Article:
A production of Macbeth designed for young people has come to Shakespeare’s Globe this spring. Pendle Harte enjoyed a preview

GCSE revision frenzy is upon us. All over the country, 16-year-olds are printing out revision timetables, covering them in highlighter and sticking them to their bedroom walls. And with Macbeth one of the most studied plays at GCSE, the Globe’s new special schools production comes at just the right time. As a revision session away from the desk, it’s a welcome break for Year 11s, as well as a good introduction to Shakespeare for all ages and stages.

This year marks the 16th anniversary of the Playing Shakespeare with Deutsche Bank project, which provides over 20,000 free tickets for students aged 11-16 in state secondary schools in London and Birmingham. The scheme continues to transform the ways in which thousands of young people experience Shakespeare, with its productions designed specifically for young people and backed up by a host of free online teaching resources from the Globe.

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A Romeo & Juliet production – Shakespeare’s Globe’s performances for schools are tailored for young audiences. Photos: Cesare De Giglio and (top) Ellie Kurttz

“I can’t think of a better play to explore how personal ambition and the abuse of power can corrupt the individual and destroy nations”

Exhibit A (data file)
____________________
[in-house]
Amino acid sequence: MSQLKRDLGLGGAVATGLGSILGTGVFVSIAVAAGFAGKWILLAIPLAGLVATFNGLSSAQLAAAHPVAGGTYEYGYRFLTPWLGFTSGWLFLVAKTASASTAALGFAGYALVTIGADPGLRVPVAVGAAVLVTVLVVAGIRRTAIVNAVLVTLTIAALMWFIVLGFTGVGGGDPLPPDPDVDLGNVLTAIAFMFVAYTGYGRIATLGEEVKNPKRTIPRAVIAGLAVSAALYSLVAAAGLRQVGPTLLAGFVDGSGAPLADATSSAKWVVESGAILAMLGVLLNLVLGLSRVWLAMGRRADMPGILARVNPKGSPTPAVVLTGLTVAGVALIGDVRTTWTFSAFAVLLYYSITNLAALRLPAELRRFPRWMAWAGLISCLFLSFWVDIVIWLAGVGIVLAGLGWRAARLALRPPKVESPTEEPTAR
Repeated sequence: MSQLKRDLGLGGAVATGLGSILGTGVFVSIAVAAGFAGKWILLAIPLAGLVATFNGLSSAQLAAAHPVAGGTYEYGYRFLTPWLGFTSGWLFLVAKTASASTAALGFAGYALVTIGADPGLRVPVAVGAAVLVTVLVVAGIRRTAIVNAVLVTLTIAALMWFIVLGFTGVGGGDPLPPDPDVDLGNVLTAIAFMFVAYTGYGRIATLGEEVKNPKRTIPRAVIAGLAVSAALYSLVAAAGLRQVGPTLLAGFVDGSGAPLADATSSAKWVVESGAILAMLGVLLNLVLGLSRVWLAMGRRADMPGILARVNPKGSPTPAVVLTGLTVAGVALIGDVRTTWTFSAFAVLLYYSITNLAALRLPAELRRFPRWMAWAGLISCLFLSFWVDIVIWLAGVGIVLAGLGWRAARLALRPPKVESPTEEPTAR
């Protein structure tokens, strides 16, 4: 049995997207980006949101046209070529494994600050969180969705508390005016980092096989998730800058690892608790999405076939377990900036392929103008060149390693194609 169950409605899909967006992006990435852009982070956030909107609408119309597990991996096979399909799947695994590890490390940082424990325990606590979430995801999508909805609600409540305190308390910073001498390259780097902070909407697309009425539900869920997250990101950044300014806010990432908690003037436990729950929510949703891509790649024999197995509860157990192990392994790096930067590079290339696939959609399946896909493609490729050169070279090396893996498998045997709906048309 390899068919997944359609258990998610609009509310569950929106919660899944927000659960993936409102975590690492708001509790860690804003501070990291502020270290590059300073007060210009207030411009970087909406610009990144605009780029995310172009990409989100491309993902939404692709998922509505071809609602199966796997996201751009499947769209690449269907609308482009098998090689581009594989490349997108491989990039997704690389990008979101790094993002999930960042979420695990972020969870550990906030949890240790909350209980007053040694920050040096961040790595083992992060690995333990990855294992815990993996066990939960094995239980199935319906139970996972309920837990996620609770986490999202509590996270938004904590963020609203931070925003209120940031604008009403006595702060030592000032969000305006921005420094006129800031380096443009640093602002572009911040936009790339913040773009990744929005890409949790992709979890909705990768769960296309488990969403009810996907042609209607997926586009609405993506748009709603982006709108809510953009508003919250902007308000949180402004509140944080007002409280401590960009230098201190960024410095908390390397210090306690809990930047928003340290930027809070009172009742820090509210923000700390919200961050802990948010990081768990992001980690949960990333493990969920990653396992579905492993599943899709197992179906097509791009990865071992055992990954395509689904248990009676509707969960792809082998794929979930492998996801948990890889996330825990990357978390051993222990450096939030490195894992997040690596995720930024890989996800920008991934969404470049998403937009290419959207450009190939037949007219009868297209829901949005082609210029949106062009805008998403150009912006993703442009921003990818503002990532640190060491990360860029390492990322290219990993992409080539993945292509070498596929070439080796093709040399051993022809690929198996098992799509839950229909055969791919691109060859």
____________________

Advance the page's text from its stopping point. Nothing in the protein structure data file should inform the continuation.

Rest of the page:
This Macbeth is a full-scale, gripping, 90-minute production. While the National Theatre’s last production of ‘the Scottish play’ came in at almost three hours, this condensed show is focused on engaging an audience more used to TikTok than Shakespeare. Director Sarah Frankcom sees its themes as particularly relevant for the young generation: “As young people continue to ask big questions about their future, I can’t think of a better play to explore how personal ambition and the abuse of power can corrupt the individual and destroy nations.”

A significant proportion of young people in this country rely entirely on their school for access to the arts and this project has given schools an invaluable way to bring Shakespeare alive for their students. To coincide with this year’s performances, eligible schools will also receive free workshops for students, free CPD for teachers, and award-winning free online resources to support the teaching and studying of Shakespeare plays in the GCSE and A-level curriculum. This year has already seen over 21,000 students receiving free tickets and over 200 teachers signing up for online and in-person CPD courses.

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Playing Shakespeare at the Globe is part of the Born to Be youth engagement programme

Playing Shakespeare is supported by Deutsche Bank as part of Born to Be – a youth engagement programme to help young people reach their full potential. Productions exclusively for schools continue until the end of March, with public performances until 16 April.

A programme of interactive Macbeth workshops for ages 5-8, 9-12 and 12+ runs alongside the production. These use a range of activities and games designed to draw out elements of the play’s language, characters and themes, and are led by one of the Globe’s highly experienced practitioners who include actors, teachers and directors. Book online as part of the Globe’s Telling Tales programme.

Find out more about the Globe’s work with schools and young people at shakespearesglobe.com

Further reading: Isabella Pappas talks about her school days at ArtsEd